7. idstein

    NEW DSM 5.1-5004 AVAILABLE !!

    Could also please check the following `ll /lib/libsyno*`? I believe by inspecting a most recent PAT (5010) that there exists a new lib called libsynovfs. That could mean that they have moved the virtual file system to the user space?
  8. idstein

    NEW DSM 5.1-5004 AVAILABLE !!

    I've just been checking on my XPenology NAS that there is a synoacl_ext4, but there isn't diskstation> ll /lib/modules/syno* -rw-r--r-- 1 root root 23840 May 30 2014 /lib/modules/synoacl_vfs.ko -rw-r--r-- 1 root root 66416 Jun 8 2014 /lib/modules/synobios.ko Yet XPenology tries to load the kernel modules synoacl_vfs AND synoacl_ext4. diskstation> lsmod | grep acl synoacl_vfs 16275 2 Consequently, I believe formerly there has been syndical_ext4 module, but as of now it has become part of the kernel ext4 module using the kernel flag CONFIG_EXT4_FS_SYNO_ACL. Could someone check on a real device which modules are available using `ll /lib/modules/syno*`? Thanks!
  9. idstein

    NEW DSM 5.1-5004 AVAILABLE !!

    No, that basically ensures that the path /sbin/sysctl is present and only if that's the case set the system control values. Actually, at that place I would have placed a -x for checking, that /sbin/sysctl is executable Refer to http://www.thegeekstuff.com/2010/06/bash-conditional-expression/ for further details.
  10. idstein

    NEW DSM 5.1-5004 AVAILABLE !!

    As this is a kernel image, you can not boot straight forward with it in VirtualBox. VirtualBox simulates a complete virtual machine in opposite to qemu/KVM. Consequently, it directly switches to the boot devices MBR and tries to find a bootloader which is not present in your img file. Take a look at http://wiki.osdev.org/Bootable_El-Torito_CD_with_GRUB_Legacy for further details on how to package your compiled kernel image with GRUB (Legacy) to a bootable ISO.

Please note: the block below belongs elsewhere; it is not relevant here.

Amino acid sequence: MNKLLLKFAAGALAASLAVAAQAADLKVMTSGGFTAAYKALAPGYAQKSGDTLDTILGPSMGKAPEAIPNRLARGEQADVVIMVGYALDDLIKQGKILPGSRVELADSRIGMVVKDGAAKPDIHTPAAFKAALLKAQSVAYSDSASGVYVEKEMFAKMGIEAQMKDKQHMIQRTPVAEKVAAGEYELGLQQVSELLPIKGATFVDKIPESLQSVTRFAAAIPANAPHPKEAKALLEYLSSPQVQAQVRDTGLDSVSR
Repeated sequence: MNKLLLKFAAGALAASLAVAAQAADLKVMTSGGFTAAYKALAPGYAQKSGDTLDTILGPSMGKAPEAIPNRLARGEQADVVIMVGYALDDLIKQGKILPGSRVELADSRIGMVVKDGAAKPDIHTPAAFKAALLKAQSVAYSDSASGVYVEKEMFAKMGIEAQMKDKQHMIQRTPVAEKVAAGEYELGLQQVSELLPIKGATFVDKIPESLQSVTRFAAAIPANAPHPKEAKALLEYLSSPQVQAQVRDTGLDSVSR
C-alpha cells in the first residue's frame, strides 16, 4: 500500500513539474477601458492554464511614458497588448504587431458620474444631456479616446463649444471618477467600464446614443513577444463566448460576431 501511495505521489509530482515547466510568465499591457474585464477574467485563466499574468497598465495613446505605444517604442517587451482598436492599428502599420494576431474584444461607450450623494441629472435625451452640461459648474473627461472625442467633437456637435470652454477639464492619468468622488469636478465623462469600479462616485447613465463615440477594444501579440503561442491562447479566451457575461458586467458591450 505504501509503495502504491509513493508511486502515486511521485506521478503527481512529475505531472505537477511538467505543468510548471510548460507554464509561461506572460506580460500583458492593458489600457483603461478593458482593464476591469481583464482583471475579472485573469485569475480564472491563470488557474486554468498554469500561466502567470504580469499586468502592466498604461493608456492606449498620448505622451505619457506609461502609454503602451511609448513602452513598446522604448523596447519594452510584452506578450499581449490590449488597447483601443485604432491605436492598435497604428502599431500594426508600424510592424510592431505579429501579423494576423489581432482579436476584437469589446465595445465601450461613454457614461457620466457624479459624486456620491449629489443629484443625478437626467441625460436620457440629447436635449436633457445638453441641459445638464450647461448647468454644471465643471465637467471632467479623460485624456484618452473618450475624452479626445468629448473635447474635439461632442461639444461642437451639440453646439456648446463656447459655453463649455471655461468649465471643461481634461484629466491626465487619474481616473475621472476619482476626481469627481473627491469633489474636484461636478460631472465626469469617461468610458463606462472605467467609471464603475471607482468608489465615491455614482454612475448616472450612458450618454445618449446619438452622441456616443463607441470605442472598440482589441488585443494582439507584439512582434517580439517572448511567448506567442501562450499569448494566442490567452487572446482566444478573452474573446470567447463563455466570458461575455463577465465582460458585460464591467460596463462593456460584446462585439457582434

11. +1 There's even a standard configuration for Synology KVM builds in the kernel! But my kernel build does not seem to start. I will investigate that, if I have some time to spare. Even though it's currently possible to run DSM with decent performance on a Xen domU, virtio drivers are still missing in the Nanoboot build. That means you need to turn on Veridian virtualisation and HVM (instead of PV). Here's a cut down version of my XL configuration: builder = 'hvm' name = "synology" memory = 4096 vcpus = 2 # Nanboot image (first; read-only) and some virtual disk as boot disk to install apps to them disk = ['file:/etc/xen/images/nanoboot/latest.img,hda,r','file:/etc/xen/images/synology.img,hdb,w'] #boot = 'dc' vif = [ 'mac=00:16:3E:58:D7:8A,bridge=xenbr0,model=e1000' ] # No virtio tty (=console) drivers => Use VNC as a console replacement vnc = 1 # ACPI and APIC events acpi=1 apic=1 # Windows virtualization viridian =1 # PCI passthrough of an Intel SATA controller to get physical disk control xen_platform_pci=1 pci = ['00:1f.2']